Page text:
Margaret Sanger’s life was shaped by her early childhood. Margaret’s mother died young due to health issues related to her pregnancies. Margaret became a nurse and quickly became involved in women’s rights. Margaret saw the ability to control family size as crucial to ending the cycle of women’s poverty. At the time, it was illegal to share information on birth control, so she launched her own feminist publication called The Woman Rebel. She was arrested after opening a birth control clinic, but this did not stop her. She went on to open what would later be known as Planned Parenthood and helped fund the modern oral contraceptive.
Mary Carson Breckinridge started her career in nursing later in life. After the death of her husband, Mary decided to go to nursing school. She spent two years in France working with the American Committee for Devasted France and initiated a program to provide food and medical assistance to children, nursing and pregnant mothers. She was convinced that a similar program was needed in the rural United States. Mary moved to Kentucky where she founded the Frontier Nursing Service (FNS) which drastically brought down maternal and neonatal death rates in the area.
Edith Cavell was a nurse during World War I. Edith worked at the Red Cross hospital which provided aid to casualties from both sides. She became involved in a network to help soldiers arrange their escape. Many men she treated she also helped smuggle out of Belgium into the Netherlands. She was arrested for this activity and was found guilty. She was executed by firing squad and she quickly became a symbol for the Allied cause. She has a statue in her honor just outside Trafalgar Square in London.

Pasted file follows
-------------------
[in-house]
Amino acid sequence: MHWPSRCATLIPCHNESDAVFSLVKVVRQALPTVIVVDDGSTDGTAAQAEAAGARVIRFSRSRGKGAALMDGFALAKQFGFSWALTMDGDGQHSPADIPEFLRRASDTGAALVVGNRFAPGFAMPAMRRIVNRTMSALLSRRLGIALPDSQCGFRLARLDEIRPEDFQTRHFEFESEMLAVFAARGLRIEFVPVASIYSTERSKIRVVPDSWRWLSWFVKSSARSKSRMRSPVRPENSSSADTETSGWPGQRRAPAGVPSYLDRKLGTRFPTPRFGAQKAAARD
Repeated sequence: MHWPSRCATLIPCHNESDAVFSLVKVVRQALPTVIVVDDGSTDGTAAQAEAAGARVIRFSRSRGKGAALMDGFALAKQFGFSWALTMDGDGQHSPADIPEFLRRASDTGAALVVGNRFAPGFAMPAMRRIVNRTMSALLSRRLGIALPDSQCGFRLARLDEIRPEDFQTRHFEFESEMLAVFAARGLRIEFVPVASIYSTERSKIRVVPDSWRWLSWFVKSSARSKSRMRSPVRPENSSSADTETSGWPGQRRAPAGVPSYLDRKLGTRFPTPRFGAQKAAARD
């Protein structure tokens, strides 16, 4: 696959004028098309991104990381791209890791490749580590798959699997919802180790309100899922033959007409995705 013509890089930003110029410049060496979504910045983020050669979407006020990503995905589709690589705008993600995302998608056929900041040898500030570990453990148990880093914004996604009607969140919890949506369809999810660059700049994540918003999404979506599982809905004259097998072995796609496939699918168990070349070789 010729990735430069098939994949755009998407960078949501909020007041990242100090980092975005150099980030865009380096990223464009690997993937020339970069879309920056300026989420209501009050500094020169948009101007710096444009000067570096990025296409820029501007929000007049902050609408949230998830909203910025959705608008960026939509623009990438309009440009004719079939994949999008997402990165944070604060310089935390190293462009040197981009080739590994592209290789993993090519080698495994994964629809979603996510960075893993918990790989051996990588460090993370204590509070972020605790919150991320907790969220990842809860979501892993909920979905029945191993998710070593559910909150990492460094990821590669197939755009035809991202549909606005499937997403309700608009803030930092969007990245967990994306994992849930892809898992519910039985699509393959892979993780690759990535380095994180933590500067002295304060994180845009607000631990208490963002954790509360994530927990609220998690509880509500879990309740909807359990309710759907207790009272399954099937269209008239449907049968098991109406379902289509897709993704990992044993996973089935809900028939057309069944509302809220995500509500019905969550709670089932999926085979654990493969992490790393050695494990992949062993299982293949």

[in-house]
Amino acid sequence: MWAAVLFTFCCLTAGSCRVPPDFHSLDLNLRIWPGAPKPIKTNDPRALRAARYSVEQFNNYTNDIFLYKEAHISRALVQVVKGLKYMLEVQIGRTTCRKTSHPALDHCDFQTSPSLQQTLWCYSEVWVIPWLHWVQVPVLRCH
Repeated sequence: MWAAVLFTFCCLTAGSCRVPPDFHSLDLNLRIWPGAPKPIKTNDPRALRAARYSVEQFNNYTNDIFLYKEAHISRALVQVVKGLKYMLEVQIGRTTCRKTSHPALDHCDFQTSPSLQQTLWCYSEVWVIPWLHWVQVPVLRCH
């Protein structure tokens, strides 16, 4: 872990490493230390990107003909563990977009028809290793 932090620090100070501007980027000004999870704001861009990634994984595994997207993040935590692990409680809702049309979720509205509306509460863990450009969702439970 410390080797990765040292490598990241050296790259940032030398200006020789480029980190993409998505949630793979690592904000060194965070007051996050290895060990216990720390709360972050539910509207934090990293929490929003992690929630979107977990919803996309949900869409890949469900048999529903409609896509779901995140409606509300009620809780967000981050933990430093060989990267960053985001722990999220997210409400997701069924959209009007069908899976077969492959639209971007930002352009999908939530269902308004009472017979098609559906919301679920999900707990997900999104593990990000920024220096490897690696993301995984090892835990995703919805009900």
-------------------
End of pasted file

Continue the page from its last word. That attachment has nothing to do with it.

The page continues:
Virginia Henderson is known as the most famous nurse of the 20thcentury and the “First Lady of Nursing.” Virginia was a nurse educator who published many books on nursing, however, she is most famous for the Nursing Need Theory. The theory emphasizes the importance of a patient’s independence and focuses on basic human needs so that patients can heal quickly. Throughout her career, she sought to focus on nurse’s duties to patients.
Virginia Lynch is a modern nurse who is known as the “Mother of Forensic Nursing”. While in nursing school Virginia met many rape victims who never got justice because victim's clothes and other evidence were not taken seriously. Her first experience in a crime lab opened her eyes to forensic nursing, and she became the first student enrolled in the first forensic nursing graduate program. Through her work, victims have been provided with care and healing knowing that offenders can be held accountable.
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Bureau of Labor Statistics (BLS), U.S. Department of Labor, Occupational Outlook Handbook. Multiple factors, including prior experience, age, geography and degree field, affect career outcomes. Herzing does not guarantee a job, promotion, salary increase or other career growth. BLS estimates do not represent entry-level wages and/or salary.